Josh Hawley has criticized Democratic Sen. Claire McCaskill repeatedly for using a private plane to travel around Missouri. But the Republican Senate hopeful isn’t above taking a ride in a private plane himself.
Hawley received an in-kind contribution of more than $5,225 for a charter flight in September on a plane owned by lobbyist Travis Brown and his wife, according to public records. Hawley attended a West Virginia fundraiser on that day, social media posts show, before returning to Springfield, Missouri that night – and posting a Facebook video of him driving into the city for a rally with President Donald Trump the next day.
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Brown is a registered lobbyist in Missouri, whose clients include the St. Louis Blues hockey team and wealthy businessman Rex Sinquefield, a Hawley donor who’s linked to a state-level effort to permit medical marijuana use. The plane Hawley flew in, a Pilatus PC-12/47, is registered to Brown’s business address, and flight records show it leaving Missouri for West Virginia on Sept. 20 and returning later that night.
Hawley also reported charter plane expenses of $8,732 for a flight in August and three flights in September in campaign finance disclosures. It is unclear who owned those planes or where Hawley went; his campaign declined to provide details about the flights.
Hawley has slammed McCaskill for using her own private plane during the campaign. In particular, he blasted the senator after she flew between stops on two days what she had billed as an RV tour of the state, calling her “out of touch.”
A spokeswoman for Hawley’s campaign, Kelli Ford, said that Hawley’s use of “a single engine propeller plane” for the travel to and from West Virginia is unrelated to his rebuke of McCaskill’s use of her family-owned plane.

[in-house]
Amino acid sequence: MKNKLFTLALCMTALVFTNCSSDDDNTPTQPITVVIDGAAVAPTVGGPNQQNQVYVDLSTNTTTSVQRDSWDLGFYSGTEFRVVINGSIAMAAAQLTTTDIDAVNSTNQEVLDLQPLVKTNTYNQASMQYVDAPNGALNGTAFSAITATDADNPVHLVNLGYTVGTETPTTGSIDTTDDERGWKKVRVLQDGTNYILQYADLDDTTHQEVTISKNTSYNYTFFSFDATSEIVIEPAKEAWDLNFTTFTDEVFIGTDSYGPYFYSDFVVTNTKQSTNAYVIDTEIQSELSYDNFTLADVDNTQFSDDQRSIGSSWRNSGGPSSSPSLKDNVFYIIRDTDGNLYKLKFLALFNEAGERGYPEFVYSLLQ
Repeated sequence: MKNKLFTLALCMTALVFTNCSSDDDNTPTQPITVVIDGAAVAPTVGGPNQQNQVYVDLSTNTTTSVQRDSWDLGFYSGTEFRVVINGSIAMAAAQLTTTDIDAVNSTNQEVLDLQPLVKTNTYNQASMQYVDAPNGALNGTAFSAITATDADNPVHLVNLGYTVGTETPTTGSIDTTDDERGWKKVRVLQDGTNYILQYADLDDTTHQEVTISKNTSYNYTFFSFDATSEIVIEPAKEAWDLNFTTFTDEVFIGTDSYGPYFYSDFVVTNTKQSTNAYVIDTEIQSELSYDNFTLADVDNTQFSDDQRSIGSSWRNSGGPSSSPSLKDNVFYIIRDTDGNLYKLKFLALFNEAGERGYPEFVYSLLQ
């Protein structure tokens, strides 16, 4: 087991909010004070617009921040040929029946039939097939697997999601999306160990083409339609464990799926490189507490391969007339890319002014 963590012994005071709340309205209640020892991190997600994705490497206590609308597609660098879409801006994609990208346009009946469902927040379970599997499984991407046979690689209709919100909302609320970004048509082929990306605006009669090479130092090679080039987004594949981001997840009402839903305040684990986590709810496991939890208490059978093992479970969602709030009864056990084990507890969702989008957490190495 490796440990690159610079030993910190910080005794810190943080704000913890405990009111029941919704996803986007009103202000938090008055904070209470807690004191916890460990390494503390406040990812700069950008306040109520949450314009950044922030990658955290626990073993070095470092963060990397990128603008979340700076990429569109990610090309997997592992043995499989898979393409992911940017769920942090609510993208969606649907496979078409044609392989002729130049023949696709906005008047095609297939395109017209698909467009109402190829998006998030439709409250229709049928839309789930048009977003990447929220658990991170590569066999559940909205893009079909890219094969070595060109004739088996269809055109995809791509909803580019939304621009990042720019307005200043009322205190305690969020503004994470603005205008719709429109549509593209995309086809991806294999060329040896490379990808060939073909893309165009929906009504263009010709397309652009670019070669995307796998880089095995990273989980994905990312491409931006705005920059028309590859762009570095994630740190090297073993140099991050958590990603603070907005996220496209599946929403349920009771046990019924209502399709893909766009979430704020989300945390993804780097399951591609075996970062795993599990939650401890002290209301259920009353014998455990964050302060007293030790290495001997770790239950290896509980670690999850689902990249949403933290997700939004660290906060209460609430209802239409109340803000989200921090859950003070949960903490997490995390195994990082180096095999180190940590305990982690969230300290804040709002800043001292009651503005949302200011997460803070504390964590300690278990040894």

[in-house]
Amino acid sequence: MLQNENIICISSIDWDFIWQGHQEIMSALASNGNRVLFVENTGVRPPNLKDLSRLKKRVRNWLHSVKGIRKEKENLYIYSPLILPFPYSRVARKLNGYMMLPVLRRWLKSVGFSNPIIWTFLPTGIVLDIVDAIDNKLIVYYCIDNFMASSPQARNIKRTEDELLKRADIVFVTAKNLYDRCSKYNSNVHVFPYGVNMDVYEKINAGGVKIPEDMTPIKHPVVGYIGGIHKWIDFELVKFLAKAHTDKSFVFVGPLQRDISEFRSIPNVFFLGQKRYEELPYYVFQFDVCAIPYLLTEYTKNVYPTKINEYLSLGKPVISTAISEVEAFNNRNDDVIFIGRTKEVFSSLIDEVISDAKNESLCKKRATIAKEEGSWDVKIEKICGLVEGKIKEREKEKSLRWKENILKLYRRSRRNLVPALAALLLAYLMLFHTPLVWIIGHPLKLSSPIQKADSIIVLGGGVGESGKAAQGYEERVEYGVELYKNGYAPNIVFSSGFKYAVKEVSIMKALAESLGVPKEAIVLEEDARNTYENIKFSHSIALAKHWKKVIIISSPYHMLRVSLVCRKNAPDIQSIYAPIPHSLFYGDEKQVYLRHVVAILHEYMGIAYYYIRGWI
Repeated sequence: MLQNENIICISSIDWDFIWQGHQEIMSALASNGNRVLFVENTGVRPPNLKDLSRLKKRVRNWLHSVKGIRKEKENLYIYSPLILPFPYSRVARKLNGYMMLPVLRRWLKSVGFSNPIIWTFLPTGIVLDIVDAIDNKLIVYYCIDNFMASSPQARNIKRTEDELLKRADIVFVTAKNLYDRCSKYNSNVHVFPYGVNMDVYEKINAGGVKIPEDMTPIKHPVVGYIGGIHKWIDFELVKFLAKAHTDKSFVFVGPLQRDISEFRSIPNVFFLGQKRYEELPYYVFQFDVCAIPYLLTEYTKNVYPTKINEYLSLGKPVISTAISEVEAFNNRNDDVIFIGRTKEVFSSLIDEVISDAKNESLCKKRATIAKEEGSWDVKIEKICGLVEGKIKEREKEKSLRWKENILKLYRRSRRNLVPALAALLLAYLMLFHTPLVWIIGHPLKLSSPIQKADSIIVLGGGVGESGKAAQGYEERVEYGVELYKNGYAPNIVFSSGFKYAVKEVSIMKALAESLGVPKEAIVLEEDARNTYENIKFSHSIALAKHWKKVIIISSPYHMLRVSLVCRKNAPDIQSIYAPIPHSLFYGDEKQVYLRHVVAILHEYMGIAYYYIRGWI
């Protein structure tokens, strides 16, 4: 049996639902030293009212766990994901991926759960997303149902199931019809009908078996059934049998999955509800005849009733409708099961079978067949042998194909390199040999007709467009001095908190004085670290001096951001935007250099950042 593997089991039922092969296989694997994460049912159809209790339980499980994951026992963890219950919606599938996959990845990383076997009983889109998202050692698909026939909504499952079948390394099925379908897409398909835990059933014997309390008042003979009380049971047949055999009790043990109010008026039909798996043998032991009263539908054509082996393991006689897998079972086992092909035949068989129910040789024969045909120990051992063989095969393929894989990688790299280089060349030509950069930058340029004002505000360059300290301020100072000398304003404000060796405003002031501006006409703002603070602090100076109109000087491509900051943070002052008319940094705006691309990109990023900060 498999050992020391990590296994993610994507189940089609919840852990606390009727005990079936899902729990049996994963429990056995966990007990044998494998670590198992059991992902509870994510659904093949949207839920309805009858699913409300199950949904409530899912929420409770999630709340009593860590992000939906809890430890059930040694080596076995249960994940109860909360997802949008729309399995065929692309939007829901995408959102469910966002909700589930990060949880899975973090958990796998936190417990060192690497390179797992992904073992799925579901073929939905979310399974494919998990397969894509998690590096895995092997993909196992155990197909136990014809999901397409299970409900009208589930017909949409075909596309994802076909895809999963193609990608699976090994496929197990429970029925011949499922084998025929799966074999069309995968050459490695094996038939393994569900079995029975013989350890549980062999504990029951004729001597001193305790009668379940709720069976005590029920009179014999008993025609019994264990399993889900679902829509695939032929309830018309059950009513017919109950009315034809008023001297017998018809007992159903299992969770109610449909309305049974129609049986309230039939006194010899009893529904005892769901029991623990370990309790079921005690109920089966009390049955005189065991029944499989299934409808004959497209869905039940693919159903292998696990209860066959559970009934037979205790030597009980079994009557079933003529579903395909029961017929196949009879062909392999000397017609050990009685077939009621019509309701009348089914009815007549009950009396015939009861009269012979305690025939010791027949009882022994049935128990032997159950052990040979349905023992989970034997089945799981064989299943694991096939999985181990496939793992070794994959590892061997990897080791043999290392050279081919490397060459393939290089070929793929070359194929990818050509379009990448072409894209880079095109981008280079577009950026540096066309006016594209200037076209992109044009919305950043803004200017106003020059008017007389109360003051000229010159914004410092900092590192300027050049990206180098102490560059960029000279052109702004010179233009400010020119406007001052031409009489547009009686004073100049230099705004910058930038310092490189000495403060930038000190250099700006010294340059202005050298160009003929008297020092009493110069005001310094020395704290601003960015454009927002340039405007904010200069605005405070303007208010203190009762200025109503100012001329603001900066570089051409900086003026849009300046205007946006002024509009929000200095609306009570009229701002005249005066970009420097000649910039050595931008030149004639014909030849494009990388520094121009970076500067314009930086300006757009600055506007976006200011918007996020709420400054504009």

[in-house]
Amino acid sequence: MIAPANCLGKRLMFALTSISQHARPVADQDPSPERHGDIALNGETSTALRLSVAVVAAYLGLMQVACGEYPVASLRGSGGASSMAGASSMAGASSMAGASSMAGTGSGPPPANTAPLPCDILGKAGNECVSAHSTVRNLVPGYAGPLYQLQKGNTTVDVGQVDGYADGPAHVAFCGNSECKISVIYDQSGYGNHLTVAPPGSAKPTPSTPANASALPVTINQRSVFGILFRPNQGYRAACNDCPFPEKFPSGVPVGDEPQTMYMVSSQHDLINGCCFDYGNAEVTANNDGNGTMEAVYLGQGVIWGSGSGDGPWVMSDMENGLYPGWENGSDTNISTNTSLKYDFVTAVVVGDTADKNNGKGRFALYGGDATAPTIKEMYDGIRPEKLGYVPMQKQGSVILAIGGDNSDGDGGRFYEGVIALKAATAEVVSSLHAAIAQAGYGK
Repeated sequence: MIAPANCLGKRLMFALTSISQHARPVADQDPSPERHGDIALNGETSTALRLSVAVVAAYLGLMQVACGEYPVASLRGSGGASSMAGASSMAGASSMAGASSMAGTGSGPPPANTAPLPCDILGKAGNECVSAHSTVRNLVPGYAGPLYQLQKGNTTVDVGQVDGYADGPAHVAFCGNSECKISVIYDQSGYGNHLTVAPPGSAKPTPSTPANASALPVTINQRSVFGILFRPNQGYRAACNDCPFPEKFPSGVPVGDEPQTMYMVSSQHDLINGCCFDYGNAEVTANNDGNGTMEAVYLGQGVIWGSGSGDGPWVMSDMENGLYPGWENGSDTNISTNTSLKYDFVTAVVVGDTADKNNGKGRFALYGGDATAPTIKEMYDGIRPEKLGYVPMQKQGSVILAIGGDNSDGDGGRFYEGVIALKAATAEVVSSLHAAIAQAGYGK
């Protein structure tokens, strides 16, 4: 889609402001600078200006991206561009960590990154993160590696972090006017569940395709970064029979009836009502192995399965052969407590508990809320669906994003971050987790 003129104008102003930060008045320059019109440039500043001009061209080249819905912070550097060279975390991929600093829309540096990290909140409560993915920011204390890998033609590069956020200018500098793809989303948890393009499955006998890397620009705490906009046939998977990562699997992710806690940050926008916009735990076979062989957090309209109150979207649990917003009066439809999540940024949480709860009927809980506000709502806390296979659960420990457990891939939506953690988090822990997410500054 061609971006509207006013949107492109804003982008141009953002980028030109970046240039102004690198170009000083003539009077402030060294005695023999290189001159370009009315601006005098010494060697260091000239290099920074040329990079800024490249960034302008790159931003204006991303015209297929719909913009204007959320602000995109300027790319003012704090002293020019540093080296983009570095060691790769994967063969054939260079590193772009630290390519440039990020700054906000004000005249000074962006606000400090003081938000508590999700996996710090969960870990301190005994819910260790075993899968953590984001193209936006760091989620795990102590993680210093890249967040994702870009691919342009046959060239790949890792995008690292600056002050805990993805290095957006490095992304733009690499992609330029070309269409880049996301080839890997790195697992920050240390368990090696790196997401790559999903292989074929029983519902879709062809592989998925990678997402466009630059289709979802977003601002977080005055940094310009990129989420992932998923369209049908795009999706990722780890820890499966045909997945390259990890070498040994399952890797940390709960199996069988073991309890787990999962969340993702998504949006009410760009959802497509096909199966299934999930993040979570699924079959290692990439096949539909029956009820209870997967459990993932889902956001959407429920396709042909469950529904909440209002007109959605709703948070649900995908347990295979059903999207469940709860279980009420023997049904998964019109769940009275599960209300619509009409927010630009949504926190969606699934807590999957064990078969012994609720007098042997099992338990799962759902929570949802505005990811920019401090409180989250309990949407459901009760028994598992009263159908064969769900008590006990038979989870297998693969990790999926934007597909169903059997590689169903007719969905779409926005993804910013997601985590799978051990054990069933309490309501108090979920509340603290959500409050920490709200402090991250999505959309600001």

“Josh’s criticism of Senator McCaskill’s use of her personal plane is threefold: 1) she secretly flew when she said she was on an RV, 2) she claims ‘normal’ middle class people own private planes, 3) she won’t release her family tax returns so voters can understand how she can afford to own a plane,” Ford said in an email.
But McCaskill campaign spokeswoman Meira Bernstein said that Hawley’s own plane ride shows his insincerity.
“As if Missourians needed more evidence that Hawley is beholden to his billionaire backers. There’s no hypocritical level to which Hawley won’t stoop,” she said.
The private plane used by McCaskill and owned by her husband, Joseph Shepard, is the same model that Hawley used in September, a Pilatus PC-12/47, according to reports dating back to his purchase of the aircraft in 2013. In 2011, facing a controversy that threatened her reelection, McCaskill reimbursed the Treasury Department for more than $88,000 in charter air flights in 2011 and repaid nearly $300,000 in back taxes on an older plane she later sold. Afterward, McCaskill vowed to pay personally for any travel she took on the new plane bought by Shepard’s company.
Even as he took aim at her use of the private plane, Hawley has said he would be fine with the trips if McCaskill would just “own it.” He also has challenged her to stop using the plane for a month as the two duke it out in one of the midterm’s most hotly contested Senate races.
“I say, ‘Look, I’m driving everywhere, why don’t you drive?’” Hawley said in a July interview. “She can’t do it. She’s totally addicted to her luxury lifestyle. This is the thing, she talks about, ‘Oh, I want to spend all this time on the trail.’ She doesn’t spend that much time on the trail. She flies everywhere.”
Republicans have dubbed McCaskill “Air Claire,” shadowing her at events and waving air traffic control wands. But McCaskill has continued to use her family’s plane during the campaign. The two-term incumbent says most people running for statewide office in Missouri charter planes, as do most senators.
“It’s a way I can contribute to my campaign personally in a way that’s meaningful. It doesn’t take away from our budget for our other things. And it allows us to get more places,” McCaskill said in an interview this July. “I’m not aware of very many candidates for the U.S. Senate or governors in this state that haven’t used a chartered plane.”